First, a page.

Every single day, there are 1000s of new pages written about SEO. People reveal hidden strategies guaranteed to get you to the top of the SERPs. Matt Cutts will tell you how to do well in Google. Anonymous tipsters will reveal their best link tactics. Industry leaders will push their content marketing agendas.
The challenge for SEOs isn’t finding content to read…it’s deciding what to believe.
True SEOs don’t rely on the written word of anybody, however. Just because a case study says that Google +1’s helped a site drastically increase search traffic doesn’t mean it is universally true and doesn’t mean it will work for your website. Just because a popular post suggests creating a certain type of content doesn’t mean you’ll see spectacular results following that same strategy.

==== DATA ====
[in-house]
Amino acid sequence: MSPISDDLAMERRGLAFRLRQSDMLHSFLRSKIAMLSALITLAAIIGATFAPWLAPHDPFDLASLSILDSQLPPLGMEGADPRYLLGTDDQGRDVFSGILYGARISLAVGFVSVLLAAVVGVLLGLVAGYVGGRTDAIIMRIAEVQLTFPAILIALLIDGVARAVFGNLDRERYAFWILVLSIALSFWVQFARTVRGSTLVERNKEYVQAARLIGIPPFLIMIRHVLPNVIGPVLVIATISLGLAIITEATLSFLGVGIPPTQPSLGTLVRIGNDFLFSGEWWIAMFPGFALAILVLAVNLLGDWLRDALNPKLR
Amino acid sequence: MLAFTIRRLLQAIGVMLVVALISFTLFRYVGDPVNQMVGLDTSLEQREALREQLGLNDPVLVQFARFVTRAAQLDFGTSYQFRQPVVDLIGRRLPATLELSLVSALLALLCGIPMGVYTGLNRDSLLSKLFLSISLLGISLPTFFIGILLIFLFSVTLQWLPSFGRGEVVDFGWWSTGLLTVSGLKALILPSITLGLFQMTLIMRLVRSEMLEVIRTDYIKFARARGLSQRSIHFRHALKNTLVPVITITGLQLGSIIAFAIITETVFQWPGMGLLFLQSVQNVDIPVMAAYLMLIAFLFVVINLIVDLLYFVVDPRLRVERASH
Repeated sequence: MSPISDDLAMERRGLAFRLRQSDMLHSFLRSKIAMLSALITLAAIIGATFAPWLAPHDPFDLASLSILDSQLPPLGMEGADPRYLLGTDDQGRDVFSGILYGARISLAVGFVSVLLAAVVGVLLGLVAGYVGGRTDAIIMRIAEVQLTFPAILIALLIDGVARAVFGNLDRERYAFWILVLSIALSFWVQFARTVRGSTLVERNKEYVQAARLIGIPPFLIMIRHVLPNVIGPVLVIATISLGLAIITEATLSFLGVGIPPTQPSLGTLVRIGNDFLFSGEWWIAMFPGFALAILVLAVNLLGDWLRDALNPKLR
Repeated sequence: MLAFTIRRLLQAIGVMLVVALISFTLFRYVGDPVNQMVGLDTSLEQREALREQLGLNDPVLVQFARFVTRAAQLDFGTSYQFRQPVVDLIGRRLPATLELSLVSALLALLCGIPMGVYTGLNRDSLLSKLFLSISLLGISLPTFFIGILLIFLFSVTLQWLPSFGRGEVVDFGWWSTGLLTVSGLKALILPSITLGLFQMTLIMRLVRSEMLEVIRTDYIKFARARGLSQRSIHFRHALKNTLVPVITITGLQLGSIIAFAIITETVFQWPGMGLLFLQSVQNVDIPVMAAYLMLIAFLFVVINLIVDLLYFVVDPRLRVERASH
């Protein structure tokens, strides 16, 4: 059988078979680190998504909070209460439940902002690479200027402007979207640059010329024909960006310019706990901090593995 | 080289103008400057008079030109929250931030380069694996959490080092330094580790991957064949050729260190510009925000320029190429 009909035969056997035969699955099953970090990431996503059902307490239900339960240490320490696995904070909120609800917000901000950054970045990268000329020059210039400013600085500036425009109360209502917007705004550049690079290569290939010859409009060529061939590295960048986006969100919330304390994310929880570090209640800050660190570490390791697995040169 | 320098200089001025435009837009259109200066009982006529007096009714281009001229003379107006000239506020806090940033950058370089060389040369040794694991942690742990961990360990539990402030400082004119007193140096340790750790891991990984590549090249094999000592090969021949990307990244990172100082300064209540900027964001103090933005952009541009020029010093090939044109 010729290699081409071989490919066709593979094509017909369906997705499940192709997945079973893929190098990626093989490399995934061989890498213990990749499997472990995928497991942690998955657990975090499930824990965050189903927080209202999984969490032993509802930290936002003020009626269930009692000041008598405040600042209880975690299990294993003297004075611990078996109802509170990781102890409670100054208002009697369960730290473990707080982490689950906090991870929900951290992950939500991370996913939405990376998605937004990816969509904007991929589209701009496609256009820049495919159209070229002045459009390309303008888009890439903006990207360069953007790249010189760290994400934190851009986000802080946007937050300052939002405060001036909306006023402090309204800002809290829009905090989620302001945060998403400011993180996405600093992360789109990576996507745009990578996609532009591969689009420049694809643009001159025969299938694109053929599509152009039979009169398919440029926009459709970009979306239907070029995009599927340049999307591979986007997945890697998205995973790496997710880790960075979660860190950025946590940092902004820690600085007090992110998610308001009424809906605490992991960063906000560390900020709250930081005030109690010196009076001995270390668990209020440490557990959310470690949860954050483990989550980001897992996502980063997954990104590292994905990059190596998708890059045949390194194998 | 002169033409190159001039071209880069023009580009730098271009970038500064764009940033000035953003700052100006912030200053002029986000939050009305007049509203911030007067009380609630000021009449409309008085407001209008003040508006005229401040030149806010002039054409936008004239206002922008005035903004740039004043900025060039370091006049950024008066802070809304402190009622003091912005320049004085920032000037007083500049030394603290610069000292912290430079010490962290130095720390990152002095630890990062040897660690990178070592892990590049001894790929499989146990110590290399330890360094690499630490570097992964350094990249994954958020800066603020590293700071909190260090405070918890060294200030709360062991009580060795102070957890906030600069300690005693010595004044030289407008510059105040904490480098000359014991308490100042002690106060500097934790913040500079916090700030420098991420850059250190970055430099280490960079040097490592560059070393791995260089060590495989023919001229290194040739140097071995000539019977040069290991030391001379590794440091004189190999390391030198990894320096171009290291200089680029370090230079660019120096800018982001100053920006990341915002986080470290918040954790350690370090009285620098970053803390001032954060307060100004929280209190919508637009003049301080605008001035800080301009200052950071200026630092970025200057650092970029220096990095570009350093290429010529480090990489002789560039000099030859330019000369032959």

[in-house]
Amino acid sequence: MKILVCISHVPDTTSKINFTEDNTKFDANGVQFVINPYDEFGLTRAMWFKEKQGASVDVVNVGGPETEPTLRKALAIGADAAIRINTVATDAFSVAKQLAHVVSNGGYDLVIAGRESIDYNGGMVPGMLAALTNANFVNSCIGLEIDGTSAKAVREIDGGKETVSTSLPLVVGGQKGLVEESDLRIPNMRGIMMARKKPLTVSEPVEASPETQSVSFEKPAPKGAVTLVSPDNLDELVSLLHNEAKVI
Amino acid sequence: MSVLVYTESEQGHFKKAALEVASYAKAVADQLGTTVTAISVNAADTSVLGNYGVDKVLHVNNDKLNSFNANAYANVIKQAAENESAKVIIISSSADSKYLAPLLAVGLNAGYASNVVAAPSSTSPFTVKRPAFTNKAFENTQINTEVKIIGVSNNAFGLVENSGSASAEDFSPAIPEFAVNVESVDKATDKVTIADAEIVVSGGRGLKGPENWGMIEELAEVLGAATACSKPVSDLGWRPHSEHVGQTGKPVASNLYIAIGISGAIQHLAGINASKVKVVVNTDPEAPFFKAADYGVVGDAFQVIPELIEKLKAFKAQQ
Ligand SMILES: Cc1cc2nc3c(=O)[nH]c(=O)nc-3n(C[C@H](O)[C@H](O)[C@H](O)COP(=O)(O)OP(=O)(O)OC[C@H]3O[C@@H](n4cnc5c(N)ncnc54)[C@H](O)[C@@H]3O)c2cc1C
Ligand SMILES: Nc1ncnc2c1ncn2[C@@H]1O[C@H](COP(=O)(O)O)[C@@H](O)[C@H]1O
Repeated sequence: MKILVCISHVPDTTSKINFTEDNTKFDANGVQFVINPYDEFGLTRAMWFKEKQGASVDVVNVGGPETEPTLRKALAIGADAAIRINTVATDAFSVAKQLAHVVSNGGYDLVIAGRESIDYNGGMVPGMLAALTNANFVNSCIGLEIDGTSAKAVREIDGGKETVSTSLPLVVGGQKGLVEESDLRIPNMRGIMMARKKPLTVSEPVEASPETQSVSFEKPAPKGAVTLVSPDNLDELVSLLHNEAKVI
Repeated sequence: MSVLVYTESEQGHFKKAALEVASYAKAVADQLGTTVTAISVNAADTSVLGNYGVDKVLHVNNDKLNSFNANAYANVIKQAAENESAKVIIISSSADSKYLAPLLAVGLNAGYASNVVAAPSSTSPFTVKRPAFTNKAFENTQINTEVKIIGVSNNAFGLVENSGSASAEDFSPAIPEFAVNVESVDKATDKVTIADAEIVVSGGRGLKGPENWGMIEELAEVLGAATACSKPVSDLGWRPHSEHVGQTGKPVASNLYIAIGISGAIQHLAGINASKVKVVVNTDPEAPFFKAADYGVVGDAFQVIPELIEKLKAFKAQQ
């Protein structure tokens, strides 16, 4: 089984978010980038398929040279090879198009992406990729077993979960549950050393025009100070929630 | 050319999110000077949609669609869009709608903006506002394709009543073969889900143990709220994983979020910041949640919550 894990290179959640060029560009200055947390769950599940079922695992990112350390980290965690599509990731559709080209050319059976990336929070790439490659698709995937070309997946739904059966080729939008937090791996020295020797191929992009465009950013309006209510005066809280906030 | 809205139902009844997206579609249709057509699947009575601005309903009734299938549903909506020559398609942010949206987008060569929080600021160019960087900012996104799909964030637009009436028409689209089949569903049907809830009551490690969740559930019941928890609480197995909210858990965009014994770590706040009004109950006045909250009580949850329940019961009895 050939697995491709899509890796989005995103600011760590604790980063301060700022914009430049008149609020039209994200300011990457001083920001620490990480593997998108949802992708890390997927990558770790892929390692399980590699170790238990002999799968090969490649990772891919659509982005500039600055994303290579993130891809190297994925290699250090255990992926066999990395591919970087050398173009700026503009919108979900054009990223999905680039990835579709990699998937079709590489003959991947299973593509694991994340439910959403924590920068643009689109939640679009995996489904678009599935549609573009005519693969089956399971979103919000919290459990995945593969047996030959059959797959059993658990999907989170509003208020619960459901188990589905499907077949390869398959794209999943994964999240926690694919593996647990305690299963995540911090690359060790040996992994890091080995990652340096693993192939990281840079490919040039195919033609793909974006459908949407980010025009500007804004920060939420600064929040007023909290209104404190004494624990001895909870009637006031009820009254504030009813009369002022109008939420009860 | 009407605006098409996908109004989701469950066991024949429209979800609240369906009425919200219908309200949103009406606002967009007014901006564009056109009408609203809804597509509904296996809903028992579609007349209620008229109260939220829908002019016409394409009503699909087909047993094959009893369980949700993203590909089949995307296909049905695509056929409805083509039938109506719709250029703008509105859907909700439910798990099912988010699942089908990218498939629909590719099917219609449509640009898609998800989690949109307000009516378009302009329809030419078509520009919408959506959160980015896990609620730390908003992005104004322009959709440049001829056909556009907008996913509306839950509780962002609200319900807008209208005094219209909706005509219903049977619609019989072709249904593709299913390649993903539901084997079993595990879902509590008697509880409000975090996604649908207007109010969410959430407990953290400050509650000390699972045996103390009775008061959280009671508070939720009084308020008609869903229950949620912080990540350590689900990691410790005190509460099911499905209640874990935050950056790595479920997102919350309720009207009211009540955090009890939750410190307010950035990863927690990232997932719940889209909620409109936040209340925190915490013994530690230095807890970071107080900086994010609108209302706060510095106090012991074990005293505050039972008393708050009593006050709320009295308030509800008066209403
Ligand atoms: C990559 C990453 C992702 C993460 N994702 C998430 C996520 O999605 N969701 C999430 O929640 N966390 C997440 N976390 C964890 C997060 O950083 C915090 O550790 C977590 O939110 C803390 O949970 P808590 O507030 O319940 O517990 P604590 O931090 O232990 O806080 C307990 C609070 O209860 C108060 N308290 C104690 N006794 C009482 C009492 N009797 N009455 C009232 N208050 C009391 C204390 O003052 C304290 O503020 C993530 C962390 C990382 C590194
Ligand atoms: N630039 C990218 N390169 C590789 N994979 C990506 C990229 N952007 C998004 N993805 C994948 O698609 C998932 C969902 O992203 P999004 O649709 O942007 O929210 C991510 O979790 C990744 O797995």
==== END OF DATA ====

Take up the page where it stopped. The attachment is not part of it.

Most content written by SEOs has an agenda. They want to attract links. They want you to subscribe to their newsletter. They want you to buy their software.
It’s important for SEOs to keep up with what people are sharing in the industry so you can use it to create new hypotheses that you can test for yourself.
Don’t mistake the value of one case study or one man’s opinion for hard data or experience.